Mississippi has two music halls of fame, a blues museum, and three world-class art museums. It’s time our cuisine got its due. The time is right for a Mississippi Culinary Hall of Fame.

Therefore, I submit for you approval, one man’s list. The 2005 Inductees into the Mississippi Culinary Hall of Fame:

Culinary Innovator Award— Fred Carl, manufacturer, philanthropist, Viking Range Corporation, Greenwood— Carl invented the commercial cooking-equipment-for-the-home segment. He owns the majority of that market and his ventures deeper in the hospitality industry add up with each passing year. His tireless work in helping to save downtown Greenwood is representative of what is best about Mississippi— we take care of our own.

Best Chef Award- North Mississippi— John Currence, City Grocery, Oxford— Thirteen years manning the stove at what has consistently become one of Mississippi’s finest and most recognized restaurants.

Best Chef Award- Central Mississippi— Nick Apostle, Nick’s restaurant, Jackson— No one works harder or longer displaying such outstanding commitment to consistency and quality. Apostle still works restaurant hours that would kill a 22-year old.

Best Chef Award- South Mississippi— Linda Nance, Purple Parrot CafĂ©, Hattiesburg— If this were a real Hall of Fame I would have to bow out of this vote with a conflict of interest. Nevertheless, I am confident that the jury would unanimously vote Chef Nance in— if not for the excellence shown in her weekly five-course tasting menu, alone.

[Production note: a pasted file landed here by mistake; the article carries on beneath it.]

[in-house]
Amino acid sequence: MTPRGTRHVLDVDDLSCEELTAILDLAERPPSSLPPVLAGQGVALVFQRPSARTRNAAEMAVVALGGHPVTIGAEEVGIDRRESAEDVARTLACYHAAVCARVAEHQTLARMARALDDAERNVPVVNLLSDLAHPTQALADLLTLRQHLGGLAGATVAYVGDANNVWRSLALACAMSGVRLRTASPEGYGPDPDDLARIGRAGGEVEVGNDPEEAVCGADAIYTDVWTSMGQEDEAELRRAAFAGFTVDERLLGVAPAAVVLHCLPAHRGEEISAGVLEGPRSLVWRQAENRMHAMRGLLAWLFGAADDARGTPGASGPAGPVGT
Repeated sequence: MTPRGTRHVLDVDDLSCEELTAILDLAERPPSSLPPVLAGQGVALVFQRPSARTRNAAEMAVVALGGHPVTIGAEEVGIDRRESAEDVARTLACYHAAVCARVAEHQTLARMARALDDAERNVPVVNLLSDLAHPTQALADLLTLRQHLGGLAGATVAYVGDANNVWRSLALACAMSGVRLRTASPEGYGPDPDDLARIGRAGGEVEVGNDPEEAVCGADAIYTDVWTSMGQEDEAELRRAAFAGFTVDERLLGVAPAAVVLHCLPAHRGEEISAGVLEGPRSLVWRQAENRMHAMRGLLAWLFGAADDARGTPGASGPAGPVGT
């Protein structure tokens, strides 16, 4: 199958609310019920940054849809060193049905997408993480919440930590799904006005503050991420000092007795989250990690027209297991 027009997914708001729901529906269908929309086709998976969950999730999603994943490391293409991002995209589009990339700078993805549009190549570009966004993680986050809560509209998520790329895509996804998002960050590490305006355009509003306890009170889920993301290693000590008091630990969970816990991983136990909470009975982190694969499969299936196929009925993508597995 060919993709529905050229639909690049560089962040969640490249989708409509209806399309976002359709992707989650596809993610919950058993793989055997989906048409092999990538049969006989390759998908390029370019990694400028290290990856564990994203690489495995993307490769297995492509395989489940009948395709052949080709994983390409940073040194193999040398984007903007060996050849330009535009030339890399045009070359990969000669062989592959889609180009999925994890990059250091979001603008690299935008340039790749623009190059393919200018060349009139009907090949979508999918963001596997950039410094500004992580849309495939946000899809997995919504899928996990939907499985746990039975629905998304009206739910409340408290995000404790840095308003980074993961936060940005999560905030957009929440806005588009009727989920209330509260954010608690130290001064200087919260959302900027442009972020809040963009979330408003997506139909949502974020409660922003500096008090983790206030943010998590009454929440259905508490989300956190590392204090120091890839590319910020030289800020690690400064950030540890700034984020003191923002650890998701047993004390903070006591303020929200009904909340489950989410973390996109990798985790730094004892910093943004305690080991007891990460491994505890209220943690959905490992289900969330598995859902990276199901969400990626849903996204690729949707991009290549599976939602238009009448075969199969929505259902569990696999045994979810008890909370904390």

Humanitarian Award— Cat Cora, Food Network Iron Chef, Jackson native— The network’s first and only female Iron Chef, Cora founded the charitable organization Chef’s For Humanity to aid with Tsunami relief. Since Hurricane Katrina, Cora has worked tirelessly to raise money to help aid victims in her home state.

Restaurateur of the Year— Bill Latham, Amerigo restaurant, Char restaurant, Jackson— Latham is the embodiment of a true food-service professional. His 25-year track record of excellence and success speaks for itself.

Food Awareness Award— Carol Daily, The Everyday Gourmet, Jackson— In addition to The Everyday Gourmet— the culinary epicenter of Mississippi— Daily runs the Viking Hospitality Group, and consults with hotels and inns. Mississippians have been eating better home-cooked meals since 1981 thanks to Daily.

Food Writer Award— John T. Edge, Oxford, food writer, author, culinary historian— A multiple James Beard Award finalist with six books under his belt and more on the way, Not to mention he single handedly gave the country The Southern Foodways Alliance, an organization where he also serves as director.

Lifetime Achievement Award— Leatha Jackson, Leatha’s BBQ Inn, Hattiesburg— This humble, gracious, and charitable lady’s 70 years in the kitchen and fall-off-of-the-bone ribs are a living testament to all that is good in Mississippi.

Culinary Heritage Memorial Award— Craig Claiborne (September 4, 1920 – January 22, 2000), New York Times food editor and critic, cookbook author, Sunflower— Even in death, he’s the best-known and most respected food writer in America, Claiborne encouraged Americans to broaden their tastes and experiment in the kitchen. Over the course of his career, he wrote more than 20 books, including brilliant The New York Times Cookbook.